It is voracious; it gobbles up anything that it encounters, environs them–anything there is in politics in Turkey, whatever it confronts.
The CHP [parliamentary main opposition Republican People’s Party] stand in the center at the moment… or at least they think they do.
The [ultra-nationalistic] Good Party, which is practically half of the MHP [fascist former opposition; now ruling AKP’s partner], have been there for a long time now. We found out that the “democrats” among the Grey Wolves [MHP’s youth organization] have lined up, too.
Also, there is the [pro-Kurdish] HDP, with all its significance though it is not there sometimes and pretends not to exist from time to time.
There are parties that are remnants of the old Turkey.
The [Islamist] Felicity Party have already been swallowed up but subsists by snuggling the grassroots of the AKP, at least during election periods, which is more effective.
Liberals, Islamists, Nationalists, Socialists… A large portion of people who characterize themselves as such has positioned in the political phenomenon which draws everything in like a black hole.
You can call it a project or a sort of alliance. Some even call it a united front against fascism.
I continue to call it a black hole that enlarges with blasts and contractions, covering an ever-larger area. It is said to be against the AKP, but it gets involved with it, too, it adheres itself there.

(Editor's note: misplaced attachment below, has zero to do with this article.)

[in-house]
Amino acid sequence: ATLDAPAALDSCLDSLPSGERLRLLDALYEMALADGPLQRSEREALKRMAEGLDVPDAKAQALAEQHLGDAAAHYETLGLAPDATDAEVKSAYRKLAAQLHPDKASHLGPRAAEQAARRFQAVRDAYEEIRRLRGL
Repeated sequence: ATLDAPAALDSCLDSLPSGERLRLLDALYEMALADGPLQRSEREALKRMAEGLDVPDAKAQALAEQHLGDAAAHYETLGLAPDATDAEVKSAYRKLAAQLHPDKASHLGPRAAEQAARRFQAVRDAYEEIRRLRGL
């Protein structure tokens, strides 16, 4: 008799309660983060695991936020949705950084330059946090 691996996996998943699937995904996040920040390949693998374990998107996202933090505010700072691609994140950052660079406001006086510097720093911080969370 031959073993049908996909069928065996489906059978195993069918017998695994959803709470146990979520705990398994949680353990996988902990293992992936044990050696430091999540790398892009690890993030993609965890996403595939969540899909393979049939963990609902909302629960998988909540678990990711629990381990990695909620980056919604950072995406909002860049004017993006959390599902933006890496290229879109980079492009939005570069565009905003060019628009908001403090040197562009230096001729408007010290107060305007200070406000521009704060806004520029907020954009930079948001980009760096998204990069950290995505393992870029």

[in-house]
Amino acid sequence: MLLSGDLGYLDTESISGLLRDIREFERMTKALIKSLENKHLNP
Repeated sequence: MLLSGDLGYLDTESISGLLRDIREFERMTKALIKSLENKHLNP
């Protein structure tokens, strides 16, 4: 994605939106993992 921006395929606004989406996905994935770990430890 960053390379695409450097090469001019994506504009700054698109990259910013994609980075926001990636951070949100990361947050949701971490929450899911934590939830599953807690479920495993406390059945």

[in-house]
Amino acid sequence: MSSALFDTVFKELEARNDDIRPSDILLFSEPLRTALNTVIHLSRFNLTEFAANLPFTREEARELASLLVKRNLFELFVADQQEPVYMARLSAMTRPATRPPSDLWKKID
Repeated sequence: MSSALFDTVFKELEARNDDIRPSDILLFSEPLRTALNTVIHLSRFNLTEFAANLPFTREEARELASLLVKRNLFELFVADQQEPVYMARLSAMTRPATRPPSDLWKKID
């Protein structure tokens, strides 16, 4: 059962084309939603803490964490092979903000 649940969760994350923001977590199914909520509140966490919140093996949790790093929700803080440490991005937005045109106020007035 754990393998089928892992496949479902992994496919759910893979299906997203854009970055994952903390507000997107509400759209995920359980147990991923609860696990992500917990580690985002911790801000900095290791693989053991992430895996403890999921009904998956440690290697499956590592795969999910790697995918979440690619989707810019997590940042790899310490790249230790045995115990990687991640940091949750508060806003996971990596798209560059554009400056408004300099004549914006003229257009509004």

Everyone is there, but when one party stays out of it and resists being drawn into the black hole, the “storm” breaks out.
A party that is mocked because it receives something-per-thousand votes alleged to be “marginal” and that took 150,000 votes in the last elections where it increased its votes. In İstanbul, this party was supported by 30,000 people in the elections for councillorship and by 10,349 people in the municipality if we disregard the votes that were thrown away and canceled.
The black hole swallowed everybody one by one, but the TKP’s staying out is a problem!
I do not judge the party of which I am a member with the votes it takes and we laugh away the allegation to be “marginal”. I reminded the reader of those numbers because the problem is not the votes. I do not think that the unlawful election on June 23 will be concluded with small differences as it happened on March 31. The difference may be so great that they would not be able to steal the votes this time; or if they are going to steal, they will steal “big”.
The black hole did not emerge for the election. A large period of time including the elections swallows whatever it encounters.
But first, the elections…